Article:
Just blogging enough to be on record as having participated in Cornell's EBIRD GLOBAL BIG DAY of counting that started in the Southern Hemisphere and rolled around to Arizona in the early morning hours today. Most of the birders in my team awoke in the wee hours to drive east to the Globe area by our start time.
Ten of us in three cars set out at 6:30 a.m. on the 20-mile road up Pinal Mountain to its peak of 7800 feet. Dave Pearson (ASU) in Car #1 and Mark Ochs in Car#3 were our leaders; Laura Ellis and I were riding with Susan Fishburn in Car #2.
Temperatures were comfortable on the mountain and while we would not quite reach Dr. Pearson's "Century Count" goal - he was only a few birds shy. In such good company, I managed to observe 90 species in seven hours including nine FOY birds:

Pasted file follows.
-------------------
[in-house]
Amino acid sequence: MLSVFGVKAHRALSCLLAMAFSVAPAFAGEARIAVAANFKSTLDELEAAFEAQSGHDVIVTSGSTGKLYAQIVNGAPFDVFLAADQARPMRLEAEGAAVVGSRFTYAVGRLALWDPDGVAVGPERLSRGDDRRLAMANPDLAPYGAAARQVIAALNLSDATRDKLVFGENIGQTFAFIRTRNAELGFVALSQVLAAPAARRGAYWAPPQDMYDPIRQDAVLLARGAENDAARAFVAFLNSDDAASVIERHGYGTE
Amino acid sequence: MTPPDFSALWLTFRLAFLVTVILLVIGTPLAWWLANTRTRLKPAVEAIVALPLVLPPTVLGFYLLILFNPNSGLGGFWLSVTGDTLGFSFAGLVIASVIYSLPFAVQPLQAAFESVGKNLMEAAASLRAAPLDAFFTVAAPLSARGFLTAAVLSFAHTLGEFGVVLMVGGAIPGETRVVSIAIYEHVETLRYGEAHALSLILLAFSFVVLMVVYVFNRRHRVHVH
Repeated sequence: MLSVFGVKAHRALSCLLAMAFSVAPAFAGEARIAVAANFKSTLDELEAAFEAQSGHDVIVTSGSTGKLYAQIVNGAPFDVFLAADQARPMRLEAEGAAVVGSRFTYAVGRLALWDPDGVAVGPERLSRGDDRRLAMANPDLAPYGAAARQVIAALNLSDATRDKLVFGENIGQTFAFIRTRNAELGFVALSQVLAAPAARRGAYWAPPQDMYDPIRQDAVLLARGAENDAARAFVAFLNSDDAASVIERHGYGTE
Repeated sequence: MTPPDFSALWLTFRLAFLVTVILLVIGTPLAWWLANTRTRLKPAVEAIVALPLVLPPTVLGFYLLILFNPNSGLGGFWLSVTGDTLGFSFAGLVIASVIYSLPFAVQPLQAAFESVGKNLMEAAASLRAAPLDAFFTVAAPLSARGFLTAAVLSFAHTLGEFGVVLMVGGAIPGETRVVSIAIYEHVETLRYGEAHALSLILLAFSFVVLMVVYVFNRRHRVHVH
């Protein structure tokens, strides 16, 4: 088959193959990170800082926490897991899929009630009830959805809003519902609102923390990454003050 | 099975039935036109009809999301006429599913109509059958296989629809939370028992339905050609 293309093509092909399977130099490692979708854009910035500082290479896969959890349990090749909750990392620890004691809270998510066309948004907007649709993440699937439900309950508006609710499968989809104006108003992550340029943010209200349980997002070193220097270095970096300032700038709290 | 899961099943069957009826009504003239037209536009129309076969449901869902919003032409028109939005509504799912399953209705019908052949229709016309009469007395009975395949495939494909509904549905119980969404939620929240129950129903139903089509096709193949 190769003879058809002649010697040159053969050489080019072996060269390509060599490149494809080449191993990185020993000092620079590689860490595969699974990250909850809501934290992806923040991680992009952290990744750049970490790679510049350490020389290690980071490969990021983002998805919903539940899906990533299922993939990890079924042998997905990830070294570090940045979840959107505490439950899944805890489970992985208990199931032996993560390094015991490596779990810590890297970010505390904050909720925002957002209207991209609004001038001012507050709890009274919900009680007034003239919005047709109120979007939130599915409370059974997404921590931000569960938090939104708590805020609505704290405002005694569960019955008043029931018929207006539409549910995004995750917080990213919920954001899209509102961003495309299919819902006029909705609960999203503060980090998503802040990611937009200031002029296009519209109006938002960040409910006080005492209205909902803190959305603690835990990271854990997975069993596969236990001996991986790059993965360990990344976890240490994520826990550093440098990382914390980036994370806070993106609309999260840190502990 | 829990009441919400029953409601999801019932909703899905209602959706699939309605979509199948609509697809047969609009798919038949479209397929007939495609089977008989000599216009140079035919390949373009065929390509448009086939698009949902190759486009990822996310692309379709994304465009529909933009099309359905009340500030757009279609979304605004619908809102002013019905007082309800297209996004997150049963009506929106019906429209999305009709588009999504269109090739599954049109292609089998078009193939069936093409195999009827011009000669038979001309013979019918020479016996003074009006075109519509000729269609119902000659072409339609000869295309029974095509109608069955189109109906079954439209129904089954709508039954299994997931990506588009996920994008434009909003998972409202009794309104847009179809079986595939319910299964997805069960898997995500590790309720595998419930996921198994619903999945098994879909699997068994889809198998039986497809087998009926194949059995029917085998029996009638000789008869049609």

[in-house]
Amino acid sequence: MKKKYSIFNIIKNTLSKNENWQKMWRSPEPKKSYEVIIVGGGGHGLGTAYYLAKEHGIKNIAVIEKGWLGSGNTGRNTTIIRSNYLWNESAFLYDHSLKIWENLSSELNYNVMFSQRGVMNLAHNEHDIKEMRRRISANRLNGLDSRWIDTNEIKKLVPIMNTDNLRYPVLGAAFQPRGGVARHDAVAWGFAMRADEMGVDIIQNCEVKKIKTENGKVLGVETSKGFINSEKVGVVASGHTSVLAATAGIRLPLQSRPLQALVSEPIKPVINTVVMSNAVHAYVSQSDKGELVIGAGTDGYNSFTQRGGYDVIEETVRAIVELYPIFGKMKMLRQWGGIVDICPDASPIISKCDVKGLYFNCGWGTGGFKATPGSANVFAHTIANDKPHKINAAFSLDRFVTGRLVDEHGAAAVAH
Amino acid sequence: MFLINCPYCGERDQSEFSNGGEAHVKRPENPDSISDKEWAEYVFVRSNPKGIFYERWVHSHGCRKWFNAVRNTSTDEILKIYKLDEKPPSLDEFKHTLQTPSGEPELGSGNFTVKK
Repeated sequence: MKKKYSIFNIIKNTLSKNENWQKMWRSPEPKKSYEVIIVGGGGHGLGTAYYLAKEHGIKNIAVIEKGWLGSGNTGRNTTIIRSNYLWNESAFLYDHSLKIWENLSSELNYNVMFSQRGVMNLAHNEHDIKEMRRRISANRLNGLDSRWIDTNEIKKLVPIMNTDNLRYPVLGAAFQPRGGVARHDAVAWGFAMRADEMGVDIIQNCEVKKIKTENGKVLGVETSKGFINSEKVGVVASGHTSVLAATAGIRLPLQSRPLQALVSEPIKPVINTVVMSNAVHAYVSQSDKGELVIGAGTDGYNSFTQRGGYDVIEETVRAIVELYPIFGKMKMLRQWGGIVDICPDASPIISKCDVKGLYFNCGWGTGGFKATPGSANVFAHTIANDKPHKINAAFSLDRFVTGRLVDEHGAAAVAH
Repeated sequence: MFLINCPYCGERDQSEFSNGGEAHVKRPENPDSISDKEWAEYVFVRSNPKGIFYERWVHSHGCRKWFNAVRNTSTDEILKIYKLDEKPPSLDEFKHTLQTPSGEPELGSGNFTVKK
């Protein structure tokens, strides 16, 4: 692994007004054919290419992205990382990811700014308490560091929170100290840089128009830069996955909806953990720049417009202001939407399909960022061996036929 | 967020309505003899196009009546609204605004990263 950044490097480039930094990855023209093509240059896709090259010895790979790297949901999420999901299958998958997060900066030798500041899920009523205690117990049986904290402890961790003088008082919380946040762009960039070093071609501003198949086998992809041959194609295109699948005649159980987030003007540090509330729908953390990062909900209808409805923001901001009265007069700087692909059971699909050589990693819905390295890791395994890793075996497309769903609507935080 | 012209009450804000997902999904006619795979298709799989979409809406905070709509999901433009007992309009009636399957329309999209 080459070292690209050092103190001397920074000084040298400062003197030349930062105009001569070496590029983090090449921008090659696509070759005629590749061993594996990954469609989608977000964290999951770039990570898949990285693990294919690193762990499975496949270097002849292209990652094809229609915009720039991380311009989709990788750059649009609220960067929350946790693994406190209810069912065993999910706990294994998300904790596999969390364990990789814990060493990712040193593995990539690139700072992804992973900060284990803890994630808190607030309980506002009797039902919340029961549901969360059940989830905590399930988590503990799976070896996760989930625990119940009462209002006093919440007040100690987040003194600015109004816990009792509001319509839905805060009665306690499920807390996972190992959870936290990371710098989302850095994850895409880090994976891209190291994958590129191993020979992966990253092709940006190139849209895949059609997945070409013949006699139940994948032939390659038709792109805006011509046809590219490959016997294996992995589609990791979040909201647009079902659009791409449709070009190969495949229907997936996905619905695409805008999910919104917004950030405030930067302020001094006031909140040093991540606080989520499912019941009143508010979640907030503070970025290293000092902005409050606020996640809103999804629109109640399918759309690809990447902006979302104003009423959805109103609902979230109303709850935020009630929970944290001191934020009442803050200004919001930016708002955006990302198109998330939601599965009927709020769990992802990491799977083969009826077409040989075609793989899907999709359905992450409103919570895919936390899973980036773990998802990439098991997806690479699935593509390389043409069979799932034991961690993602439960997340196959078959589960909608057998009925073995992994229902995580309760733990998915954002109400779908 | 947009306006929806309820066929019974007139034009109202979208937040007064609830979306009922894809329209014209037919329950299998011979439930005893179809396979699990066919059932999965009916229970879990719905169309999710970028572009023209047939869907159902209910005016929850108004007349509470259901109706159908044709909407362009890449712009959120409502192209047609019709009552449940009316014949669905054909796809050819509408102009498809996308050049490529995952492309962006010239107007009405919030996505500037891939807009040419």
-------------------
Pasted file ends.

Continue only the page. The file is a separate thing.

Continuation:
Photographing birds in a forest is not high on my skill set. The only "keeper" I have to show is a nifty bird that sat perched and singing in the distance for several minutes. The phonetic text for its song is: "ho-sa, ma-re-ah".
|Greater Pewee with its lower orange mandible showing well as it sings|
Cornell's Lab of Ornithology has provided this information about the GLOBAL BIG DAY:
More than 15,000 birders around the world recorded more species in one day than ever before. Total number of participants: 15,953 from 145 countries.
TOTAL SPECIES OBSERVED AND POSTED TO EBIRD: 6,263.
(of which I contributed 89!) There are approximately 10,000 birds in the world.
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View this checklist online at http://ebird.org/ebird/view/checklist?subID=S29661910
View this checklist online at http://ebird.org/ebird/view/checklist?subID=S29662419
View this checklist online at http://ebird.org/ebird/view/checklist?subID=S29662739